Despite divisive rhetoric to the contrary, people across the nation similarly yearn for love, family, and work, particularly in these perilous times. Jones’ latest release, Better Times Will Come, is not so much about any one population as it is about the unifying emotions that result from hope and tragedy. Keeping in the spirit of community, Mary Gauthier, Betty Elders, and Nanci Griffith contribute harmony vocals and Old Crow Medicine Show’s Ketch Secor underscores Jones’ mournful vocals with his fiddle.
Accordingly, Better Times Will Come is a composite portrait of America’s citizens. The album’s characters (both real and based on real-life persons) include a female Iraq War veteran, lonely foster children, a potential murderess, struggling mothers and their offspring, and a trapped miner. Full of pride, rage, and loneliness, the protagonists are given distinct voices. Jones’ character portrayals are not limited to the lemonade-selling, happy-go-lucky, hell-raising caricatures that inhabit some contemporary county compositions. This isn’t Rodney Atkins’ America; it is infinitely more compelling.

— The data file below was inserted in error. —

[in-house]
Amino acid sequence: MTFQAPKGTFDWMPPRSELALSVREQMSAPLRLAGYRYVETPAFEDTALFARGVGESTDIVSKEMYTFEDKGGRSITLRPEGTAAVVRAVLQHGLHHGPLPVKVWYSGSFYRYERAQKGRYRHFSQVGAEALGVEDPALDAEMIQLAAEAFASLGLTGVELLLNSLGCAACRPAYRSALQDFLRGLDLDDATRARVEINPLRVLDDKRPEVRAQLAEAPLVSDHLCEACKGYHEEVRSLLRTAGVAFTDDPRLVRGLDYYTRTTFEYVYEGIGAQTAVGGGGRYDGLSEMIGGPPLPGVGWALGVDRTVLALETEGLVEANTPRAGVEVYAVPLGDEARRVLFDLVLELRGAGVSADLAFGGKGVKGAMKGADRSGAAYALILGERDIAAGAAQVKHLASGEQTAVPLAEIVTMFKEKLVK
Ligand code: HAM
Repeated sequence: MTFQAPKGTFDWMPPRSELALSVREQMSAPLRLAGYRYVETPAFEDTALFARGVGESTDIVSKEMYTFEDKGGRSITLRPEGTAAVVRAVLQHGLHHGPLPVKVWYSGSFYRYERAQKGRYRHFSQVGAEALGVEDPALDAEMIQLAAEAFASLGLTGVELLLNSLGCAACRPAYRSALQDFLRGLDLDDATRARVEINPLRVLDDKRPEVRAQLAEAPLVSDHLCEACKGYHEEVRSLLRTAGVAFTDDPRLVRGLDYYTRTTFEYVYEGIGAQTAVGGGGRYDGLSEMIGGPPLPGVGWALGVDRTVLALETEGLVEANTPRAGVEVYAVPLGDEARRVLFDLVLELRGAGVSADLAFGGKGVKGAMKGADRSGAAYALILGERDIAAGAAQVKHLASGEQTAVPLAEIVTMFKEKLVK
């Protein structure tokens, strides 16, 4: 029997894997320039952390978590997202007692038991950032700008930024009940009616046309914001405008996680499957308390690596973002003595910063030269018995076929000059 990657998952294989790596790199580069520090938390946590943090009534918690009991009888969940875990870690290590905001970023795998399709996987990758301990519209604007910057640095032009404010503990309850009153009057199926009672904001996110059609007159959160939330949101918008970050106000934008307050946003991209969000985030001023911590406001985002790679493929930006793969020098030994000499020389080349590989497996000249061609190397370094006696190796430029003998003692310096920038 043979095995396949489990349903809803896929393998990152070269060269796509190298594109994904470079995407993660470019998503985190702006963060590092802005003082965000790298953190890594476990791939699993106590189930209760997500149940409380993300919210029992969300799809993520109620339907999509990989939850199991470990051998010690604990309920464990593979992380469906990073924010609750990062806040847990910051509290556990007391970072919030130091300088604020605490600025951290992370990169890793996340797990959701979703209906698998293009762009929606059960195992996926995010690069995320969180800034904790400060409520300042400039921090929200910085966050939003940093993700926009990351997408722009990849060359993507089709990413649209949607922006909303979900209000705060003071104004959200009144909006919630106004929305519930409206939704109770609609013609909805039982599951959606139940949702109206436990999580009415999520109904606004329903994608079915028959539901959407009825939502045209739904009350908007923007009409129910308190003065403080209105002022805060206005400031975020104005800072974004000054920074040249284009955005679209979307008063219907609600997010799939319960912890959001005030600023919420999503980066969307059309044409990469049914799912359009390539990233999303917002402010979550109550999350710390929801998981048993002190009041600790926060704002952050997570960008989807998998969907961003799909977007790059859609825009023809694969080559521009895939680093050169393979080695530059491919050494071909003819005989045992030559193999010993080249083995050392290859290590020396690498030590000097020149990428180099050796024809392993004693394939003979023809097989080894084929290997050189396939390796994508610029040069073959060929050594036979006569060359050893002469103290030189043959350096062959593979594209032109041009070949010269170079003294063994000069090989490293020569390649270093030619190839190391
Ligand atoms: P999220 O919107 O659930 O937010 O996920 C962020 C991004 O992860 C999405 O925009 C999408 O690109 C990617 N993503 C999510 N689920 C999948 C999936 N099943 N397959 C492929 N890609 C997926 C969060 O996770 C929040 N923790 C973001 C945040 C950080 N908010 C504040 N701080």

Better Times Will Come is not necessarily an album that hits the listener in the gut on first listen, particularly if the record is on in the background. Instead, the potency of Jones’ words stealthily creeps into the mind upon repeated plays.
Not coincidentally, the songs that bookend the album center on the promise of achieving perfection. In the title track, Jones expresses confidence that someday there will be economic prosperity and an end to hunger and war. The album closer “Day I Die” finds the artist looking to the afterlife as a place where everything will be pure and good. While life is not always fair, she is certain that heaven will be. Truthfully, these professions of faith are not uncommon. What makes Jones’ own performance so appealing is that she sings with the awareness of someone who understands that good fortune cannot be truly appreciated without adversity.